Great Canadian Article—Would You Be Willing to Give Up TV for More Years of Life? Study by Life and Disability Insurance Companies.
Dec 28, 2009
Jamie Fleischner

Jamie Fleischner

28 Dec, 2009

Here is a great article written by a Canadian author, Jonathan Chevreau. Ask yourself what you would be willing to give up knowing you could live longer? Would you be willing to give up some income in premium knowing your family is protected? Could you give up watching TV if it meant living longer?

Posted: December 10, 2009, 11:35 AM by Jonathan_Chevreau

We’re currently in the sweet spot for financial industry surveys but yesterday’s RBC Insurance poll on what Canadians would give up to add five years to their lives was among the stranger ones. The poll released by Canada News Wire headlined the fact that nearly six in ten Canadians “would be willing to give up beer, alcohol and wine” if doing so ensured they would live five years longer.

It’s not clear whether those five extra years will be spent watching television: a majority (55%) said they would not be willing to give up watching TV even if those five bonus years were healthy ones. Apparently, TV is a more compelling vice than eating red meat: only 45% were unwilling to give up steaks, burgers and the like; and 34% were unwilling to give up booze. 

While 76% of the 1,032 adults surveyed by Ipsos Reid early in November say they try to maintain healthy eating patterns most of the time, men were less likely to give up red meat than women: 50% of men wouldn’t give it up for five extra years versus just 40% of women. Same with alcohol: 39% of men were less willing to give it booze, versus 28% of women.

Majority feel too much stress in their lives

But the same poll found 55% feel there is too much stress in their lives, especially parents: 69% of parents felt stress compared to only 51% for the childless. Based on the other survey findings, it appears that activities like being a beer-swilling carnivore parked in front of the TV is how most of us deal with stress. And to the extent stress is harmful to health, perhaps we need to “indulge” in periodic escapism.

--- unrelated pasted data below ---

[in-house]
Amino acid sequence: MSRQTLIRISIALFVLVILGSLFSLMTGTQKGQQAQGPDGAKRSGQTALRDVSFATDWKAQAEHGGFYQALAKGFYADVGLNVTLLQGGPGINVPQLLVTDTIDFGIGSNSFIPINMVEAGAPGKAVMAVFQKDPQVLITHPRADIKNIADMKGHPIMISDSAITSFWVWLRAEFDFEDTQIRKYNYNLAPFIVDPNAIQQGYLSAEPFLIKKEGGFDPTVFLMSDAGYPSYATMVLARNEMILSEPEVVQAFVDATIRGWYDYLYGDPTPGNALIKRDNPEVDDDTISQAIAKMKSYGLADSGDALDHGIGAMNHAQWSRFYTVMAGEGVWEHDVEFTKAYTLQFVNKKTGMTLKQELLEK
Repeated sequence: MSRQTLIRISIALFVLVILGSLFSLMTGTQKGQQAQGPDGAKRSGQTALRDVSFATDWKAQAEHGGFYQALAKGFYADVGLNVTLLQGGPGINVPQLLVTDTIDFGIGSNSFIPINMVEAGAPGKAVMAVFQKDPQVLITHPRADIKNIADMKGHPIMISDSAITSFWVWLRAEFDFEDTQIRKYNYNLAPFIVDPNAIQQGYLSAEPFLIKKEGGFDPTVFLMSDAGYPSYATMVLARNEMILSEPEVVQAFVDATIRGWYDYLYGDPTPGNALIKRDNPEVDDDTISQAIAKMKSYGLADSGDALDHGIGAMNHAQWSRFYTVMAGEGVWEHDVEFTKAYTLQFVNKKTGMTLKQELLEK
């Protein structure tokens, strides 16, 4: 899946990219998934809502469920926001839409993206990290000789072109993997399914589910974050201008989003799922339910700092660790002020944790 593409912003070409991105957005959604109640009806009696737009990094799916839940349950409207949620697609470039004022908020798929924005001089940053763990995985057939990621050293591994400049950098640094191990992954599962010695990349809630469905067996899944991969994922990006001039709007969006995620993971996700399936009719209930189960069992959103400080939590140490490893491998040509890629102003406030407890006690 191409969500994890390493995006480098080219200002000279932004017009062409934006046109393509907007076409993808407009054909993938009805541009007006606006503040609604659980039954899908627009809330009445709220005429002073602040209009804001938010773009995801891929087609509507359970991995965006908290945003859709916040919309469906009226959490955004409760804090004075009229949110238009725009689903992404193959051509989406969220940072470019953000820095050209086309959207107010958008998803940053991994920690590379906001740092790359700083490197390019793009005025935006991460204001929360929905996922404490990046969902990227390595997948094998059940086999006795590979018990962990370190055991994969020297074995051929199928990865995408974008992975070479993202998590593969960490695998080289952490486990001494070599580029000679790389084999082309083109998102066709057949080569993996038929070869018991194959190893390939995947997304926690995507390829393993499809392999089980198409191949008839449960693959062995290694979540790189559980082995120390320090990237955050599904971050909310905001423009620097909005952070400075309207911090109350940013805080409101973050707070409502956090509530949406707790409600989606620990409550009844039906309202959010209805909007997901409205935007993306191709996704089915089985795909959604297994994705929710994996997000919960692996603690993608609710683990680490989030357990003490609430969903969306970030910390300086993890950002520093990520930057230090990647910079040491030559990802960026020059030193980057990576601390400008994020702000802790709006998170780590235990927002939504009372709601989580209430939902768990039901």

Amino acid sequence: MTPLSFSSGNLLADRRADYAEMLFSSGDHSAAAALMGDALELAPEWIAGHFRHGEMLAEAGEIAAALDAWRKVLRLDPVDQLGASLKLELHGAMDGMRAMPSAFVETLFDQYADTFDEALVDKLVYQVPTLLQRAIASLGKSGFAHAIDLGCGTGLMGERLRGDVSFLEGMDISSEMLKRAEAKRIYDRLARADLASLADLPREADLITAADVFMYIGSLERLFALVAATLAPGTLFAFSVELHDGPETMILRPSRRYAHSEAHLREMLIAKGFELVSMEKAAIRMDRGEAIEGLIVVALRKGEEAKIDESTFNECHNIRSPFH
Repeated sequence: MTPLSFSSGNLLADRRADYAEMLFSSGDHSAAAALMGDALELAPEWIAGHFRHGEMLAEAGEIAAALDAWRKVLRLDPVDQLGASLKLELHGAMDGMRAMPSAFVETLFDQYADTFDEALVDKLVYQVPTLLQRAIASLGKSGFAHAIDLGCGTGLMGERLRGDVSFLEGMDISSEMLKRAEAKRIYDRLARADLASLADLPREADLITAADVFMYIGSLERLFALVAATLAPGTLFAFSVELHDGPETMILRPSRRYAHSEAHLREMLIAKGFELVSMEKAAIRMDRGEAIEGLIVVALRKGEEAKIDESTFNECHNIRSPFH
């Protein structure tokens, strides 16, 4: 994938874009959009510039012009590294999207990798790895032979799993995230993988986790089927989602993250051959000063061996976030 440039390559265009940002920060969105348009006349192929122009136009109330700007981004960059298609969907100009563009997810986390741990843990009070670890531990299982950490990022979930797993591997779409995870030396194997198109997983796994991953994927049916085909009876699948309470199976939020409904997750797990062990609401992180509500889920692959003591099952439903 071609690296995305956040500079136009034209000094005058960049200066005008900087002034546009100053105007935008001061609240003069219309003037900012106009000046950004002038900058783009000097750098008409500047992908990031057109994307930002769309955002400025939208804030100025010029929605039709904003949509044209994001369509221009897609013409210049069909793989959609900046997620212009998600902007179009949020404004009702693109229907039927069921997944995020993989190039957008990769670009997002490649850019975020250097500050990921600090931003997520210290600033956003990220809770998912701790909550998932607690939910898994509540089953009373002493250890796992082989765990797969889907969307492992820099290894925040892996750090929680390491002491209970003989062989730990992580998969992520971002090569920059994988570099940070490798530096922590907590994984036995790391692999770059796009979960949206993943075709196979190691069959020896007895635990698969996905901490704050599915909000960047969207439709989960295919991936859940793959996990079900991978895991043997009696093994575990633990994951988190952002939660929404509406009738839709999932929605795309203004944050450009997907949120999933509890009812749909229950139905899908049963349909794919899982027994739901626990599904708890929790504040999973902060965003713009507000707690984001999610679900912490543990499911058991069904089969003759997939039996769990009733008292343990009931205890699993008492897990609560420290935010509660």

Keep in mind that the question posed was strictly hypothetical: IF you could be assured of five extra years, WOULD you give up such-and-such activity? We’ve all seen studies about how drinking a glass of red wine a day may actually increase longevity. There is evidence that eating less in general, whether meat or carbohydrates, can lead to increased longevity, as this article suggests.

As for television,  I’ve never seen any study that makes a link between TV watching and early death. Visit any retirement home and you’ll see quite a few seniors happily watching TV. To the extent good programming fends off boredom, you could argue the case for TV. I suppose the argument against TV is that it robs us of time that could be spent on exercise but the two are hardly mutually exclusive. In fact, I know a few people who make it a point to watch TV while they’re on an exercise bike.

The insurance pitch

Of course, it should come as no surprise that there is an insurance agenda behind this survey. Click on the CNW link above to get the pitch for life insurance and disability insurance. Because, wouldn’t you know it, 76% of Canadians with children worry about what would happen if the family’s income dropped because of death or illness, but only 68% feel they have enough life insurance for their family’s needs.

If you’re among them, fear not. Instead of watching TV tonight, order take-in food from a vegetarian restaurant and browse the web for RBC Insurance’s “free online customized life insurance guide” available here.

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